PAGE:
Best of 2011: Labels
Originally posted on Sept. 5 of this year, I find this is as much of a reminder for me (if not more) than for anyone reading it. So it's something I wanted to stir up again in myself as I prepare to enter 2012. *~*~*~*~
“Don’t rely too much on labels, for too often they are fables.” ~ Charles H. Spurgeon
Sometimes I hate labels. Oh, I like their usefulness when it comes to finding file folders, saving Word documents, organizing binders and books, buying groceries and reading “Hello! My Name is ____” tags at conferences and the like. But when labels are applied to me? Eh, not so much.
I can still chafe at any hint of a reference to my being a shy, quiet, retiring bookworm. I don’t always care how accurate any of those labels may be, they have been affixed to me since my school days; and it seems no matter what I try to do to remove them, they remain. The exact form may be altered, but they are there nonetheless.
At least the ink is fading a bit on some of them. I’m not as shy as I once was, am learning to be a little less quiet and to be the first to engage with other people. Church and work and a very gregarious husband have helped with that, to be sure. But I can still get lost quite easily in a good story. And that’s okay. (Now, as a writer, I can say I’m doing research for a future project or ‘enhancing my craft’ by reading the works of great writers. So nyah.)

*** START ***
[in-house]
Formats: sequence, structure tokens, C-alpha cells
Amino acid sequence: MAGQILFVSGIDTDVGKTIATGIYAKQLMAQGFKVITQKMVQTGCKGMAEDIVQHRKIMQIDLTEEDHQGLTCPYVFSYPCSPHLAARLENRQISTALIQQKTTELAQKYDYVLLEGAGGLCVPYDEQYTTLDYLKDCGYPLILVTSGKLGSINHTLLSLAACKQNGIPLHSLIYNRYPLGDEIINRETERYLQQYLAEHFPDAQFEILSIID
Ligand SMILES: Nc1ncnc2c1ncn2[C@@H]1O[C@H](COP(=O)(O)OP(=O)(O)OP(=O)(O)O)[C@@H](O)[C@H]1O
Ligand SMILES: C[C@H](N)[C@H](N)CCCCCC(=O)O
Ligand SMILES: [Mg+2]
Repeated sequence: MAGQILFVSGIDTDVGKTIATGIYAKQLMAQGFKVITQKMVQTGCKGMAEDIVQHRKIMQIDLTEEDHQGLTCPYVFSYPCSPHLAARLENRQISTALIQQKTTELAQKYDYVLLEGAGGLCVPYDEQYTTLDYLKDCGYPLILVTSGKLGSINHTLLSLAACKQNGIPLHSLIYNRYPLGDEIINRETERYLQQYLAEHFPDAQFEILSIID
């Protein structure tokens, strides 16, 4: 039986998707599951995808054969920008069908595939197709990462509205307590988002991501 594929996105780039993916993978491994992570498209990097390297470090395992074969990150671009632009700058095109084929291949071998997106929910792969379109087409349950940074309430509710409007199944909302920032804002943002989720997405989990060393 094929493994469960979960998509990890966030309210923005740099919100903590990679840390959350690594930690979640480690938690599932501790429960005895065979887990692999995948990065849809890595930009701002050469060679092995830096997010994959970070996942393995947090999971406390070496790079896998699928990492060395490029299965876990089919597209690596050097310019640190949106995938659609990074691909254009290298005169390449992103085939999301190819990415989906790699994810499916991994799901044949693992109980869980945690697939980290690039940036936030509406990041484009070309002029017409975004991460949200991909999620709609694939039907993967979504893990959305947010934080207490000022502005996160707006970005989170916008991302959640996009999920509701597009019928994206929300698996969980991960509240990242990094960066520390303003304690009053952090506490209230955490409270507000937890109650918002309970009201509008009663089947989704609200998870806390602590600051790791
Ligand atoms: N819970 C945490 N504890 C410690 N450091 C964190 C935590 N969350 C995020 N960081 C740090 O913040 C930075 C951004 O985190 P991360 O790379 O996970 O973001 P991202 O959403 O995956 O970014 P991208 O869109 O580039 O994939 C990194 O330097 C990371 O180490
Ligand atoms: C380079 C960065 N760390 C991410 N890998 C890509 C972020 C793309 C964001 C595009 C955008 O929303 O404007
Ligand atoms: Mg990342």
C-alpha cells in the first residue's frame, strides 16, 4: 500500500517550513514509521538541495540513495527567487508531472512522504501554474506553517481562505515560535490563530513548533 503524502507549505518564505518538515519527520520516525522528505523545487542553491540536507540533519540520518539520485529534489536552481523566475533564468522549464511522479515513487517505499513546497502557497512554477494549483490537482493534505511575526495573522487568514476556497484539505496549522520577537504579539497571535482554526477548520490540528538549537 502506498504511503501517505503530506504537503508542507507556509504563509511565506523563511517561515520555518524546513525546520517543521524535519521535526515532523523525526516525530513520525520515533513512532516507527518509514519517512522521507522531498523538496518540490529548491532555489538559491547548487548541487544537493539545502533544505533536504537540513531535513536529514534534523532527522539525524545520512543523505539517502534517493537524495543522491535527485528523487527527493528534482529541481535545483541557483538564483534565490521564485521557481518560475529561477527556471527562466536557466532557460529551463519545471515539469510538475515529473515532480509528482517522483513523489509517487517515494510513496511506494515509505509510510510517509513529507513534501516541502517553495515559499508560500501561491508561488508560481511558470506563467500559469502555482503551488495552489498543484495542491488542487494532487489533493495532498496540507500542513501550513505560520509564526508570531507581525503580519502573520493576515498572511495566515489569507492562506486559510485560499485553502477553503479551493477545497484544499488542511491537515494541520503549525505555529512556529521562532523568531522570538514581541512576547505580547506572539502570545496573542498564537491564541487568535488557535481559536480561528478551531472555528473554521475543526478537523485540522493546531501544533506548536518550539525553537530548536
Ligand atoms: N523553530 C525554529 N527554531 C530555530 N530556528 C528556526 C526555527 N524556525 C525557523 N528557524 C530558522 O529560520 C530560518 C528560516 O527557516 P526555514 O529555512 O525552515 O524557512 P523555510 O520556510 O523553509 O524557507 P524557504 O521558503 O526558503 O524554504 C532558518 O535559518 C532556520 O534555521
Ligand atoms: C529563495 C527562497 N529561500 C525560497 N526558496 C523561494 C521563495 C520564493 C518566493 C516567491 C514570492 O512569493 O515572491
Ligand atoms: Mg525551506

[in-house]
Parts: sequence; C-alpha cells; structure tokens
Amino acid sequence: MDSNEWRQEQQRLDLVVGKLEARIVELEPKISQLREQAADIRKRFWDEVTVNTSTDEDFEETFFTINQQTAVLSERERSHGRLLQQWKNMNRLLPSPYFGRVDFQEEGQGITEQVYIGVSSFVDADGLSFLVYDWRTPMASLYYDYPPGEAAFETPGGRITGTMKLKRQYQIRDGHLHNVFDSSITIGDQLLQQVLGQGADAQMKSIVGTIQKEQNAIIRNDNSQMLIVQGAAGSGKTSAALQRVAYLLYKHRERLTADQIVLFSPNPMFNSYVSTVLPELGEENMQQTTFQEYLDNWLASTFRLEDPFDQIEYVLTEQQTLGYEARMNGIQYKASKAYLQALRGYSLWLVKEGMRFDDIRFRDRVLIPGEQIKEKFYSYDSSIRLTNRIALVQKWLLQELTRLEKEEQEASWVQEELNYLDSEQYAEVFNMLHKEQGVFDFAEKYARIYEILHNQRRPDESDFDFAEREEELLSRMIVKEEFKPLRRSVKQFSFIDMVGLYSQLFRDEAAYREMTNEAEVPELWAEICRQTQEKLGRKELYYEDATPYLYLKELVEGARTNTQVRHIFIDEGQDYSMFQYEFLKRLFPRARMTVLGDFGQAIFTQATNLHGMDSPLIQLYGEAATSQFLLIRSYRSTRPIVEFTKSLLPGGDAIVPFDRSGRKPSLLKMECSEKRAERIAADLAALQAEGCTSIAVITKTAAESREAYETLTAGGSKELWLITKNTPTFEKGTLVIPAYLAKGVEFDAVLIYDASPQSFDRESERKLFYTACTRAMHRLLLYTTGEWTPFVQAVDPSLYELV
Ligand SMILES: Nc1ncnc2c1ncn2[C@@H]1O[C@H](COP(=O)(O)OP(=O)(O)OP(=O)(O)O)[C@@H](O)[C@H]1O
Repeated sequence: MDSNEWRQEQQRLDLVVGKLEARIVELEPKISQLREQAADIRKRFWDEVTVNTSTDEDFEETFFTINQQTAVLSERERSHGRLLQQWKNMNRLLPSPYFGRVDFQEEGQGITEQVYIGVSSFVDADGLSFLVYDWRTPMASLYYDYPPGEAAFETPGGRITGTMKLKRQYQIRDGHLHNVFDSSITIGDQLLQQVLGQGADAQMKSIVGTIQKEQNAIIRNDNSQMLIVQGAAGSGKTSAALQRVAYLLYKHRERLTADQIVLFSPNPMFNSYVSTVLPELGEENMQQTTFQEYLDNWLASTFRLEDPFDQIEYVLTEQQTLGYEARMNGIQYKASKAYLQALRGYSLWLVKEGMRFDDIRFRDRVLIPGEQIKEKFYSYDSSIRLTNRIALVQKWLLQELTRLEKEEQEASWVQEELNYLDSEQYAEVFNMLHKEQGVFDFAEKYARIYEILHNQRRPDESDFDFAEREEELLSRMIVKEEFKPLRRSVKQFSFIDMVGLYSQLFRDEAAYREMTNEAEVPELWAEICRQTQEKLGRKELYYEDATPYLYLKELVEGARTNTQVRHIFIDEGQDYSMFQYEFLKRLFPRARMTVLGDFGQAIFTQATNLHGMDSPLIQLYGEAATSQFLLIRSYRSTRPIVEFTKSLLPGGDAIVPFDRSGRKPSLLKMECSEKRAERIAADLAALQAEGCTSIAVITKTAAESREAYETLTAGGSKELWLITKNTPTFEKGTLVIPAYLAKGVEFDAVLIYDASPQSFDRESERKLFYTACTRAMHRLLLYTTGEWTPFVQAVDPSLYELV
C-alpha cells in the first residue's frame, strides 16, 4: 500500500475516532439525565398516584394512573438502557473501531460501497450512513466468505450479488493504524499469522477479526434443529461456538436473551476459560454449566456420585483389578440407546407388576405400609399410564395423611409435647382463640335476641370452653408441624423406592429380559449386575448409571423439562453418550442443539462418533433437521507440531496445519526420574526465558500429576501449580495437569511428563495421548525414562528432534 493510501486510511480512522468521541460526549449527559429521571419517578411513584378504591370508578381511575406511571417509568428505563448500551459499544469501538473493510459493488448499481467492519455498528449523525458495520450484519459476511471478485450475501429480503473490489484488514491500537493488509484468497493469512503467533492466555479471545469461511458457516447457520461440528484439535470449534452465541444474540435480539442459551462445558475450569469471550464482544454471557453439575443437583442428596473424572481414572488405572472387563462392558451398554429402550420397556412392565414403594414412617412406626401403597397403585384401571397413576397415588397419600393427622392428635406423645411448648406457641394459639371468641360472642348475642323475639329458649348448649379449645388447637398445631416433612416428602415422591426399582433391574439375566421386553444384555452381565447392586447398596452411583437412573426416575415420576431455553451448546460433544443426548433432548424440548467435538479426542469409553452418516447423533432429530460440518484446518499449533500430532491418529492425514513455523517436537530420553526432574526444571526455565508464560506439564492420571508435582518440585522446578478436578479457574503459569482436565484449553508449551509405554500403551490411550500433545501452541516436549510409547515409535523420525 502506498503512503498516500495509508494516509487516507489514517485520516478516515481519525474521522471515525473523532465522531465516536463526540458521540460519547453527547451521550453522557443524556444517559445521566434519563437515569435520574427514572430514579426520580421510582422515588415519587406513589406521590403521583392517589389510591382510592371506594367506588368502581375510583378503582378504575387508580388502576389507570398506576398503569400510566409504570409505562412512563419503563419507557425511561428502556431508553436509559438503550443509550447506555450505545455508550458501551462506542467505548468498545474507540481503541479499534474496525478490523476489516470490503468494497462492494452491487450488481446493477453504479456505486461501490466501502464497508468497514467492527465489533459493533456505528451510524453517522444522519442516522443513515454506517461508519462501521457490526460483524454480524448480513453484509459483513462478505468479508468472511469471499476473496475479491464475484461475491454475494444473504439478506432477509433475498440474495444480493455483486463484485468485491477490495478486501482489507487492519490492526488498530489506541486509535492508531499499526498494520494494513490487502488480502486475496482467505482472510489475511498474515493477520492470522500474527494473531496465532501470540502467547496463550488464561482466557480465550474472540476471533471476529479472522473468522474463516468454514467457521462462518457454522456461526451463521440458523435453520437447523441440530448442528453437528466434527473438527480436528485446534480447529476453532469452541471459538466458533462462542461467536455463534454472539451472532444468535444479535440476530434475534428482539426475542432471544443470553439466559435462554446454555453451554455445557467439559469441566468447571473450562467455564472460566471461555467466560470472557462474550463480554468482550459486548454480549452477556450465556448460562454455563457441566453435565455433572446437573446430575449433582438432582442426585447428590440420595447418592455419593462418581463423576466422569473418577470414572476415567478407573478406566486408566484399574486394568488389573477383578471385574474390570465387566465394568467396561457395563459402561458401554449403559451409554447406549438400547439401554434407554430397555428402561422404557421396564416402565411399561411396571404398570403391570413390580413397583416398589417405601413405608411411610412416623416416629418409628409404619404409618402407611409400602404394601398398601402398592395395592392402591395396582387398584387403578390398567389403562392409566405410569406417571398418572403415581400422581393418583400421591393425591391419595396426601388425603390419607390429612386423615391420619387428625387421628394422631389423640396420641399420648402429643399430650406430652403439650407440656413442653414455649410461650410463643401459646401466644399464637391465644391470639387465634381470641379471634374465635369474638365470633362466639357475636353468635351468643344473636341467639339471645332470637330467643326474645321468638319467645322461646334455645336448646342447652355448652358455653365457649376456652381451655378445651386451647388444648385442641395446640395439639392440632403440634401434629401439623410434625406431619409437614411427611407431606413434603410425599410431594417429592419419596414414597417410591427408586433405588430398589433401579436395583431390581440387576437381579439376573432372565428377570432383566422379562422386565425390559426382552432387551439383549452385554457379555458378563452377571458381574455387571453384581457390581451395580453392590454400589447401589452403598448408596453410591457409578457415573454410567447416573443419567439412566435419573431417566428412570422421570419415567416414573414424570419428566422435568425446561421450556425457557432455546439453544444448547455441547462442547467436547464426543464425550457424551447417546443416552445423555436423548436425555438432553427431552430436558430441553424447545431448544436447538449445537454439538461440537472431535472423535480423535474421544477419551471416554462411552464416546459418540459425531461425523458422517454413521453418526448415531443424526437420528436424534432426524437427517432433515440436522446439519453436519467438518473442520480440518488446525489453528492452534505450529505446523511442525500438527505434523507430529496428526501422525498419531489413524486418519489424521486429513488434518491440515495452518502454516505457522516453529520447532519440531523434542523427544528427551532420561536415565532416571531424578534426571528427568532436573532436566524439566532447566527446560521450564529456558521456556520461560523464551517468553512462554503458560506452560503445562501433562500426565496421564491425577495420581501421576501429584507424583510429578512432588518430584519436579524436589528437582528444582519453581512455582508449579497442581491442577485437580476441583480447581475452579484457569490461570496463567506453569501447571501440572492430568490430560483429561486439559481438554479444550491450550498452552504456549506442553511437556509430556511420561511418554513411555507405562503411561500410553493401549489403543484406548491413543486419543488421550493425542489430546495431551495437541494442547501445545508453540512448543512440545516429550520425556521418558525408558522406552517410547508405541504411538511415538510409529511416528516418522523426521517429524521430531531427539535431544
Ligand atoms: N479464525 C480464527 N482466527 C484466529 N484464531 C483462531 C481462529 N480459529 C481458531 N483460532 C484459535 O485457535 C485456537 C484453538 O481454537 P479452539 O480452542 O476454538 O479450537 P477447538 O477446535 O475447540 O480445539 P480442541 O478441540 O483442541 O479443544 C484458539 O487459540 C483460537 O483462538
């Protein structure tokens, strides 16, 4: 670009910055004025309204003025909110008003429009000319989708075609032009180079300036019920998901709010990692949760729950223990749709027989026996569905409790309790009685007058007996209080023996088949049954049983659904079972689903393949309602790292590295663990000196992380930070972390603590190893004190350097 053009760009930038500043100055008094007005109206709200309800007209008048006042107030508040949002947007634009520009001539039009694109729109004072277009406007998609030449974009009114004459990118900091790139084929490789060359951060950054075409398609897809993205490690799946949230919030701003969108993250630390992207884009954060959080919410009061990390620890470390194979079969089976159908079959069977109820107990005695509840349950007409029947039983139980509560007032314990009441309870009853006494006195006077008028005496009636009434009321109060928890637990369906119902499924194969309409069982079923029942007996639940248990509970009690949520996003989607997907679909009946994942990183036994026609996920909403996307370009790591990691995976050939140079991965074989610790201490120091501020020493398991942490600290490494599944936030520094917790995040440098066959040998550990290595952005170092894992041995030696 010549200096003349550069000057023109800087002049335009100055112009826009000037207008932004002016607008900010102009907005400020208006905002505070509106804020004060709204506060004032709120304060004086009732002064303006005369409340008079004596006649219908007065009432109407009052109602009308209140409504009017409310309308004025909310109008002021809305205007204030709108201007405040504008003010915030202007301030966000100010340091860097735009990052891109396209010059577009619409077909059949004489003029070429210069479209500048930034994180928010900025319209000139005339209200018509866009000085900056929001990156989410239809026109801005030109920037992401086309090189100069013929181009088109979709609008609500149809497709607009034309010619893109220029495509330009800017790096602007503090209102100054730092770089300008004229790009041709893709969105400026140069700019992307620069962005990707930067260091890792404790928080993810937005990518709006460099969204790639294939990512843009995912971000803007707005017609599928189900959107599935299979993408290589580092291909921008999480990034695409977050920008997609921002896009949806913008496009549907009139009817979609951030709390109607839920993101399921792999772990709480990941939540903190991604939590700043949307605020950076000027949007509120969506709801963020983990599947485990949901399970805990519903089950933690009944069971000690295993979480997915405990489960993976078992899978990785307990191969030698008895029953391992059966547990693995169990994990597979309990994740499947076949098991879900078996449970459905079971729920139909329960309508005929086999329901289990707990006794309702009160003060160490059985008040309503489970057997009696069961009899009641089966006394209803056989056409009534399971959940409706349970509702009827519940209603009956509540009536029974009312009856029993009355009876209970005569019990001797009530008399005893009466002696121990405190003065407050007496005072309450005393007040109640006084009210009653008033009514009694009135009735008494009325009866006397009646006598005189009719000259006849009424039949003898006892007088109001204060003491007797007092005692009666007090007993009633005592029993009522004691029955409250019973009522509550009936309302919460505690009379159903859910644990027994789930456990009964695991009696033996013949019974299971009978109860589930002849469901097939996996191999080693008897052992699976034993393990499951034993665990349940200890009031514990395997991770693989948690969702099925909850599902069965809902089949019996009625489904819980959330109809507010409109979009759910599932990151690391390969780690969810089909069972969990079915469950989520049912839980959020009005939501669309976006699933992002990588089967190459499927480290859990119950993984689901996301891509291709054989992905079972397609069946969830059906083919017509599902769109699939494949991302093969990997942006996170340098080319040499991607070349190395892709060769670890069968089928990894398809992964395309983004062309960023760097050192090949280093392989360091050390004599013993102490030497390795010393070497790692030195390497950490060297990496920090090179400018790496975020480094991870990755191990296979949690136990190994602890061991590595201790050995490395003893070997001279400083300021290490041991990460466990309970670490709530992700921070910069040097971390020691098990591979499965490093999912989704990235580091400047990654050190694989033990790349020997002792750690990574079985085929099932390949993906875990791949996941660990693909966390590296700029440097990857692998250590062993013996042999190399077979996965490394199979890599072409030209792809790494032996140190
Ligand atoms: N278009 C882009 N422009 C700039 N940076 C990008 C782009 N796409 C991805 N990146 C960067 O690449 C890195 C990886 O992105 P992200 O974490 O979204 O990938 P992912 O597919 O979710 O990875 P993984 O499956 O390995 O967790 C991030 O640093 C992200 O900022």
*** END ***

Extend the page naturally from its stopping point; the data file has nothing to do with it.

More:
Plus it’s hypocritical of me to not want to be labelled into a corner by other people and then do the same thing to them. “So-and-so is bossy”; “He’s married to his work”; “That’s just how they are” have all passed my lips in some form, yet I know I’m not giving an accurate representation of the person as a whole. I’m going with what is quick and convenient – it’s a snippet, a thumbnail photo . . . a label. And I wonder how many people I have ‘stuck in a box’ with a carelessly placed or oft-repeated label?
Now as I mentioned at the beginning, labels do have a place in life. They are not without use and purpose. We just need to be careful to not miss the person behind such identifiers, and to not allow those labels to stunt a person’s (or our own) growth.
*Photo Credit: nightthree (Creative Commons)